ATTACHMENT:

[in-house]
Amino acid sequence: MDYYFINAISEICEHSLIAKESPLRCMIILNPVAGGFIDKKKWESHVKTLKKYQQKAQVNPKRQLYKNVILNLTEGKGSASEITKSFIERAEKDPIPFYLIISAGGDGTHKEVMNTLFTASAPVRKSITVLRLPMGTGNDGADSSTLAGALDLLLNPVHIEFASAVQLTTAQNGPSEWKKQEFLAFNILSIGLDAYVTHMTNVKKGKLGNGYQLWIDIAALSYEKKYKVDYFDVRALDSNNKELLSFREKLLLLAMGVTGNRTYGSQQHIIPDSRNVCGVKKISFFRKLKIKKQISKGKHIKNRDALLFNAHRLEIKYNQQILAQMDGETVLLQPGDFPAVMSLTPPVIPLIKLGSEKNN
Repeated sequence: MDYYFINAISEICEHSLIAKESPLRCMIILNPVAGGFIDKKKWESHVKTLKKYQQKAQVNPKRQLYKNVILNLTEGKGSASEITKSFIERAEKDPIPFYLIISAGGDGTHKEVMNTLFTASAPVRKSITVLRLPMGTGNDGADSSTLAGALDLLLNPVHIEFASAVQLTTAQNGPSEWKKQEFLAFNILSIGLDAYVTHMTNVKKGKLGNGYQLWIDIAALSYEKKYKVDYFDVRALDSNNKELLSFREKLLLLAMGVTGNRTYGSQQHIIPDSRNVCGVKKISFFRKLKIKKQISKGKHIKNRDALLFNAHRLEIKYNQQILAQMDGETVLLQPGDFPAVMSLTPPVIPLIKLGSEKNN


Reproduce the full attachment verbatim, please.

[in-house]
Amino acid sequence: MDYYFINAISEICEHSLIAKESPLRCMIILNPVAGGFIDKKKWESHVKTLKKYQQKAQVNPKRQLYKNVILNLTEGKGSASEITKSFIERAEKDPIPFYLIISAGGDGTHKEVMNTLFTASAPVRKSITVLRLPMGTGNDGADSSTLAGALDLLLNPVHIEFASAVQLTTAQNGPSEWKKQEFLAFNILSIGLDAYVTHMTNVKKGKLGNGYQLWIDIAALSYEKKYKVDYFDVRALDSNNKELLSFREKLLLLAMGVTGNRTYGSQQHIIPDSRNVCGVKKISFFRKLKIKKQISKGKHIKNRDALLFNAHRLEIKYNQQILAQMDGETVLLQPGDFPAVMSLTPPVIPLIKLGSEKNN
Repeated sequence: MDYYFINAISEICEHSLIAKESPLRCMIILNPVAGGFIDKKKWESHVKTLKKYQQKAQVNPKRQLYKNVILNLTEGKGSASEITKSFIERAEKDPIPFYLIISAGGDGTHKEVMNTLFTASAPVRKSITVLRLPMGTGNDGADSSTLAGALDLLLNPVHIEFASAVQLTTAQNGPSEWKKQEFLAFNILSIGLDAYVTHMTNVKKGKLGNGYQLWIDIAALSYEKKYKVDYFDVRALDSNNKELLSFREKLLLLAMGVTGNRTYGSQQHIIPDSRNVCGVKKISFFRKLKIKKQISKGKHIKNRDALLFNAHRLEIKYNQQILAQMDGETVLLQPGDFPAVMSLTPPVIPLIKLGSEKNN